Guilt-free fizz: Are healthy sodas worth it?

Since 2010, Americans have reduced their soda intake every year, according to Statista. The average annual amount of soda a person consumed in 2018 was 38.78 gallons compared to 45.5 gallons in 2010.

Soda has no valuable nutrients, so it has no nutritional benefits, said Kelly Kennedy, nutritionist for Everyday Health. People continue to drink soda despite the negative health implications for several reasons.

Soda consumption has many impactful health risks. According to UCLA Health, sugary drinks like soda are linked to a long list of adverse health effects, starting with obesity, poor blood sugar control and diabetes. Recent studies have found associations with high blood pressure, high cholesterol and heart disease.

Emphasizing that, just one juice per day measurably increases the risk of developing type 2 diabetes.

Soda is heavily marketed and culturally ingrained as the common drink of choice for meals, celebrations and refreshments, making it an uncertain habit for many. The convenience factor also contributes to addiction, as soda is readily available and often cheaper than healthier drinks.

What are the healthiest sodas?

Getting rid of soda completely and sticking to water is obviously not a realistic solution, but switching to a healthier juice alternative can be. For those who find it difficult to completely eliminate soda from their diet, these sodas provide a healthier alternative while still curbing soda cravings:

1. Olipop

Although Olipop is a processed soda product, it contains prebiotics, fiber and botanical extracts designed to support gut health, according to Clean Eating Kitchen. Compared to some of the better known and larger brands of carbonated drinks, Olipop has less sugar and natural ingredients.

If you like the fizzy taste of soda, opting for Olipop is a wiser health decision. One can contains 2 to 5 grams of sugar and 45 calories.

According to the Olipop website, the only Olipop flavors that currently contain caffeine are Vintage Cola, Cherry Cola and Dr. Goodwin, they’ve run out of caffeine. The caffeine in these three flavors consists of 50 milligrams of caffeine derived from green tea extract.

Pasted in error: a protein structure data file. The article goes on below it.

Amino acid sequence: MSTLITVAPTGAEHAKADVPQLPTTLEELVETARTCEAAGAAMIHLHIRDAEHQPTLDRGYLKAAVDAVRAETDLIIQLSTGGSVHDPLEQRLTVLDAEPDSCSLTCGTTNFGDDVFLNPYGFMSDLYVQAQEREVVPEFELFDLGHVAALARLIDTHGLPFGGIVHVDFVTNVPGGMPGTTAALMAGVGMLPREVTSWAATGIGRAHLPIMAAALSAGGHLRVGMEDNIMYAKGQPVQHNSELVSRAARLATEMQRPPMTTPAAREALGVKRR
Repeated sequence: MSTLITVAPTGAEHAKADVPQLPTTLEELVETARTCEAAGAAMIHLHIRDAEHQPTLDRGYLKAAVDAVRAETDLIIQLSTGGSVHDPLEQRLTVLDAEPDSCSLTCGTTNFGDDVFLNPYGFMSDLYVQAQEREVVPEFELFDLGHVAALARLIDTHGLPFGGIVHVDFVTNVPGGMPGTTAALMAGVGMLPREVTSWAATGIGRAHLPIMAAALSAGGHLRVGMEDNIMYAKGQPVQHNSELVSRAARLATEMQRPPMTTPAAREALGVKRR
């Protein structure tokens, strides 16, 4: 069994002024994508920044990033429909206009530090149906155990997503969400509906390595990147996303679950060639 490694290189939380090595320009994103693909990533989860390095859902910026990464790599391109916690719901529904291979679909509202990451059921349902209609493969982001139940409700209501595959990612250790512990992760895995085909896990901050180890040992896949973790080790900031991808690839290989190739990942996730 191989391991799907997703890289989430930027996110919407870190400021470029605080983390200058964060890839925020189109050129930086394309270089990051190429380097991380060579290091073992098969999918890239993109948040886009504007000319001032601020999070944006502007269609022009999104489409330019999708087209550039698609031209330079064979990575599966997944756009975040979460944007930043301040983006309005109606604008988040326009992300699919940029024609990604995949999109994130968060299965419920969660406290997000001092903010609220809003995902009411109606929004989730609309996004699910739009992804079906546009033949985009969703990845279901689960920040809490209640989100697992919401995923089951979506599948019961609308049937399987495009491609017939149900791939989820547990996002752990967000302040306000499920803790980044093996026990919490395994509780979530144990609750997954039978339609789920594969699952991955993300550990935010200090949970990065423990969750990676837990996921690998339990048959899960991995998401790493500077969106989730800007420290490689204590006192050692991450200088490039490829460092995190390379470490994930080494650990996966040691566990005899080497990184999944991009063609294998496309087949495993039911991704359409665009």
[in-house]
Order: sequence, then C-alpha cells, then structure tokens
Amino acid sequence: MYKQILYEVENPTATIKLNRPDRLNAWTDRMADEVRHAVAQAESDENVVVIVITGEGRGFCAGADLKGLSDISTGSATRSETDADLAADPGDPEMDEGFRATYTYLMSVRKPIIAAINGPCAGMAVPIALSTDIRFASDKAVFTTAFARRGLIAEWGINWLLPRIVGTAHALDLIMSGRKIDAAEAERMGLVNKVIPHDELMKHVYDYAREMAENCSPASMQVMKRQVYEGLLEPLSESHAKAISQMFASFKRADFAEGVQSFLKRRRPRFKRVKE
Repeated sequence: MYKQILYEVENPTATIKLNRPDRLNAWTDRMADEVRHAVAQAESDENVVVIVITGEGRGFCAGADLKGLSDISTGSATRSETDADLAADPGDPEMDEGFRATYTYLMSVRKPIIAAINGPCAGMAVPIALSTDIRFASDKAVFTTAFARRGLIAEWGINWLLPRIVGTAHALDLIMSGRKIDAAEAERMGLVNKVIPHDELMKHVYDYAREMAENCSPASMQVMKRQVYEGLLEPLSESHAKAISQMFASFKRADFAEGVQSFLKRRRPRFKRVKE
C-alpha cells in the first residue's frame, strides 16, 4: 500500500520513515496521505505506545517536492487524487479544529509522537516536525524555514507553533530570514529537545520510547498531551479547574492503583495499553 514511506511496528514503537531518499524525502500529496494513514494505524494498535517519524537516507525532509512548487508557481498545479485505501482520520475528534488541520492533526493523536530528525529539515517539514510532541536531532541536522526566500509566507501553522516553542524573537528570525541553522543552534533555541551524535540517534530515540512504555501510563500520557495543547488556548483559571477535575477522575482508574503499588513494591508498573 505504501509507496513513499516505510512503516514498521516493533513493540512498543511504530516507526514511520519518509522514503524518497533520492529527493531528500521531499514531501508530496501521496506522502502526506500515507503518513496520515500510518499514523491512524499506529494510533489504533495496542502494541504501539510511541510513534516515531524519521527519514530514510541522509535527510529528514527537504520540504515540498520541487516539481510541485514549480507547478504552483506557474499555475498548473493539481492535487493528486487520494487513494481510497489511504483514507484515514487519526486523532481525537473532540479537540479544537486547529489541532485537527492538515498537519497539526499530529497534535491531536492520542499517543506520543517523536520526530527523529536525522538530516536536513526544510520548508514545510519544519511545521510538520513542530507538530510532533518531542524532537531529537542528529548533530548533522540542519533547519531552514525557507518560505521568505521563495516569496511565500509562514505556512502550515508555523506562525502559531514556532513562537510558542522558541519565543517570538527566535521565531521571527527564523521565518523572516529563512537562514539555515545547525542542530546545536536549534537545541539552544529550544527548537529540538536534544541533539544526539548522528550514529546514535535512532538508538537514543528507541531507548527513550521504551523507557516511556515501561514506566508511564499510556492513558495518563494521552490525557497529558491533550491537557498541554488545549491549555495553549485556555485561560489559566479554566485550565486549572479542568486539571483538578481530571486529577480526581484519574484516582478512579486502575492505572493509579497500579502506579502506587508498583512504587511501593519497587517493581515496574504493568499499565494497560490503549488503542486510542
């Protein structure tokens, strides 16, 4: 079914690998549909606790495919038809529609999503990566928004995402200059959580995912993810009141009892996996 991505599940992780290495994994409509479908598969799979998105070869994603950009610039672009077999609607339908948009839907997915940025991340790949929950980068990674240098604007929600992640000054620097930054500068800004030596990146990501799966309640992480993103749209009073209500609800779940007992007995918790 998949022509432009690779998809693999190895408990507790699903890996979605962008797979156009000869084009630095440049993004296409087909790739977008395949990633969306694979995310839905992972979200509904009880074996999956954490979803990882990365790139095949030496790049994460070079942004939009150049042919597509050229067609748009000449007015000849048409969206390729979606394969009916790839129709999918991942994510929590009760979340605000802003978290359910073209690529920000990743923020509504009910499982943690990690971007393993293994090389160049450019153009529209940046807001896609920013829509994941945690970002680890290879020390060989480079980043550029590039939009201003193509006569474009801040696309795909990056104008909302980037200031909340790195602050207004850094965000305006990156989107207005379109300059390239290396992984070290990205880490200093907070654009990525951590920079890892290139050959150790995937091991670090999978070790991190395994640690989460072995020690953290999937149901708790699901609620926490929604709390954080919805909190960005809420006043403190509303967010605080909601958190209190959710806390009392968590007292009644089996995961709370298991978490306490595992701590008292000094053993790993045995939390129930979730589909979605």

Joanne Slavin, a professor of food science and nutrition at the University of Minnesota and a member of Ollipops’ scientific advisory board, told The Washington Post that the carbonated fiber content alone makes it drinkable.

I’ve been telling people to eat more fiber. And overall, fiber intake hasn’t budged at all in more than 40 years, Slavin said.

But Olipop drinker Adrianna McCoy added that because of the high fiber content she wouldn’t recommend more than one can a day, Olipop is just a much more fun way to consume fiber than taking fiber vitamins or drinking Metamucil. … (But) I wouldn’t want another Olipop. I feel like that’s a recipe for disaster.

2. Poppy

Another prebiotic soda that has become popular is Poppy. Only two of Poppis nine flavors, Classic Cola and Doc Pop, contain caffeine, with just 32 milligrams of caffeine in each can from green tea extract.

Amy Shapiro, registered dietitian and founder of Real Nutrition NIC, told Health that while alternative sodas are a healthier alternative to regular sodas, their benefits are still overstated.

Shapiro said that while one of Poppis’ main ingredients, apple cider vinegar, has no evidence to show that it improves gut health, it may help lower blood sugar levels, prevent heartburn and provide antioxidants.

Adding that drinking Poppy cannot replace a healthy diet, if our diet is generally full of sugar, oil, fat and processed foods and lacks fiber, fruit, vegetables, whole grains, nuts, seeds, protein and healthy fats, then just add one item it may not be a life-saving or rescue device.

The presence of additional health-oriented ingredients and reduced sugar make these sodas a better choice for those who want to reduce their sugar intake and avoid artificial additives while still enjoying a sweet, fizzy drink.

However, while they are a healthier choice than traditional sodas, health advocates say they should still be consumed in moderation as part of a balanced diet.

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